Frankly, to me, this principle is pretty hard to apply sensibly even in the world of advice.  If you say that advisers have to rethink their selected investment platform for every client, why stop there?  Why not rethink their chosen word processing or spreadsheet software?  Why not rethink the restaurant they use for the annual client lunch?   Frankly, while others may be keener than me, I’m not crazy about my own adviser’s beard and moustache:  in the interests of suitability, perhaps he should shave before we meet.

But while the principle of suitability in the world of advice seems debatable, it creates huge problems and, I’d argue, massively unintended consequences in the world of direct marketing.  Consider three points:

1.  It makes one-to-one direct marketing communications – principally mail and email – virtually unusable.  We simply don’t know enough about individuals – even existing customers – to know whether a product or service is suitable for them  This, in turn, means that we can’t follow direct marketing strategies that rely on cross-selling, up-selling or on-selling over time.  And since it’s very often impossible to make a profit from an initial sale alone – at least without deplorable over-charging – that, in turn, means that we can’t execute direct marketing strategies at all.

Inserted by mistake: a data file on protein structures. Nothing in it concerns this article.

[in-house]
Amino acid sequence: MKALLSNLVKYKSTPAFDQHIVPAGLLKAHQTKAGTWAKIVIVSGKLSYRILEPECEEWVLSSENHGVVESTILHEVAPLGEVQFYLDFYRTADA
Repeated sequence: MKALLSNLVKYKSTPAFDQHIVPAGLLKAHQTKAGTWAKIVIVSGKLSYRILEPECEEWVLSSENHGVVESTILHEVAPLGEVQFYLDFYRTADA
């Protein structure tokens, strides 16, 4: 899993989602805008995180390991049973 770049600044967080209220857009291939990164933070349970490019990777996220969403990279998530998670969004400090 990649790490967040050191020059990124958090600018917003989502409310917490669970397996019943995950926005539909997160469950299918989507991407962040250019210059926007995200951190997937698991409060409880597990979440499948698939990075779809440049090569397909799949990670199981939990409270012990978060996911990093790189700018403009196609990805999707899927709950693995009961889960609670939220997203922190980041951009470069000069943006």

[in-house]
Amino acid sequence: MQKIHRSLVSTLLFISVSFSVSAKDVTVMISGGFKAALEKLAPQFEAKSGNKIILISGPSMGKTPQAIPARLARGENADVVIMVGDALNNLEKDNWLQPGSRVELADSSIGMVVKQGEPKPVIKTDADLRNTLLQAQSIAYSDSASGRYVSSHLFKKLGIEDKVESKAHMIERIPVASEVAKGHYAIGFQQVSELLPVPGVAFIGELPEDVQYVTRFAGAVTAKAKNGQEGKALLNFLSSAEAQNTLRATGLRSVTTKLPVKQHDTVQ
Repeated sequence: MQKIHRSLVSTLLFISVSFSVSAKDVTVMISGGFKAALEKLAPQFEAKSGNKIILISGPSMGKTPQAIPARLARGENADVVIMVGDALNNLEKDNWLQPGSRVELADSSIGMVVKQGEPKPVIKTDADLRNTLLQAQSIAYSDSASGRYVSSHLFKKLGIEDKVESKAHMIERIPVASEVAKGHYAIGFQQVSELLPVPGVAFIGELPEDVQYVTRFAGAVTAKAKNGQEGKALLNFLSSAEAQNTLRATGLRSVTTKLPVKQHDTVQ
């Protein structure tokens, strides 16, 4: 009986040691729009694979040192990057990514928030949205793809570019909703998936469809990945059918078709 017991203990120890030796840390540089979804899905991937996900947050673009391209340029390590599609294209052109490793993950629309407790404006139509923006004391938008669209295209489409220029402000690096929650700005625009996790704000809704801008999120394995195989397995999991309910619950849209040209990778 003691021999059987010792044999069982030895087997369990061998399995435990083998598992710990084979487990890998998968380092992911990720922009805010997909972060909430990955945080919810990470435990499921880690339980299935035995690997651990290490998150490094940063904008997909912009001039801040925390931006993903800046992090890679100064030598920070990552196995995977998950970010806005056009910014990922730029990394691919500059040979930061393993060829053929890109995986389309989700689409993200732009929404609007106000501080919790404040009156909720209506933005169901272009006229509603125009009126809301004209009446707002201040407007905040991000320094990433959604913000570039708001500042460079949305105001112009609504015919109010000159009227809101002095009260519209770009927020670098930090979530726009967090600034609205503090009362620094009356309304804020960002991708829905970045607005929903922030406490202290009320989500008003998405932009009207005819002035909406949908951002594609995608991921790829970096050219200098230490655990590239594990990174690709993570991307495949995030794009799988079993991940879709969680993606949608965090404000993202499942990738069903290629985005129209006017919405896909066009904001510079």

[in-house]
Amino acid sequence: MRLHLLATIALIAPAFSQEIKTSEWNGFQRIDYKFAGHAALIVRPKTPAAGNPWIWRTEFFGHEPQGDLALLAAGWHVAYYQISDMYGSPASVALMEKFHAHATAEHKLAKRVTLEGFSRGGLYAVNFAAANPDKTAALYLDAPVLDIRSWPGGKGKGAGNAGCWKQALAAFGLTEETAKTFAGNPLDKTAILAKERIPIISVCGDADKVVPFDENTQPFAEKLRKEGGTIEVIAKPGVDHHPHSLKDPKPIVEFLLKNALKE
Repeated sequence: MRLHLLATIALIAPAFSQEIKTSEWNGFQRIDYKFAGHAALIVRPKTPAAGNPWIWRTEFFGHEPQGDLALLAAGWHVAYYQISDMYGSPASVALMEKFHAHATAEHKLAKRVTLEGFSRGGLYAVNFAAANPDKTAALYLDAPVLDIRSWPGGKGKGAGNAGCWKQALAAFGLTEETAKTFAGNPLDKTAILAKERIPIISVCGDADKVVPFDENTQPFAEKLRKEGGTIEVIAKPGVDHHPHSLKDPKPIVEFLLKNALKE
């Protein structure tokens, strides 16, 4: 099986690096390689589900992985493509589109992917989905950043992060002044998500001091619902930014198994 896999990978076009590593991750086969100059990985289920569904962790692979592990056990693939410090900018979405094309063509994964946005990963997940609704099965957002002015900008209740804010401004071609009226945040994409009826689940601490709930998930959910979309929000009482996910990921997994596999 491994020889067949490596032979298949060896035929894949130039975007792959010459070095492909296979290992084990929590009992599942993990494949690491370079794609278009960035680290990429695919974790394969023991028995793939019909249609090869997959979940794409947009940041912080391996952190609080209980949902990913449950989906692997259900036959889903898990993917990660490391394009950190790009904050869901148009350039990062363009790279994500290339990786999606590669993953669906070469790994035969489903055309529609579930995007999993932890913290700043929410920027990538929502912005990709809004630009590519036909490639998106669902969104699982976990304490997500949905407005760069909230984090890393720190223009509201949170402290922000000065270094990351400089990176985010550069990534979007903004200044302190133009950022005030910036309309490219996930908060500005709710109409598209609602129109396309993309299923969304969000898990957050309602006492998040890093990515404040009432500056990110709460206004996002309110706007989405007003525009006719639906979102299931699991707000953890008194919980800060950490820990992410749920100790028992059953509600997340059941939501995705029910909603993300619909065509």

2.  it means that it often becomes impossible to offer products and services that would unquestionably be of benefit to consumers.  Let me give you an example, slightly disguised in the interest of confidentiality.  I’m working for a firm planning to launch a new investment into the UK D2C market. The investment qualifies for inclusion within a SIPP, with all the tax advantages that SIPPs bring.  My client isn’t a SIPP provider, but we could perfectly well establish a partnership with a SIPP provider so that when people respond to the client’s direct advertising, we can offer a SIPP option.  Except that we can’t, because the regulator wouldn’t be happy that a single provider is always suitable, so we’d have to offer our customers two or three options.  Which would confuse the hell out of them.  So we won’t offer a SIPP option at all.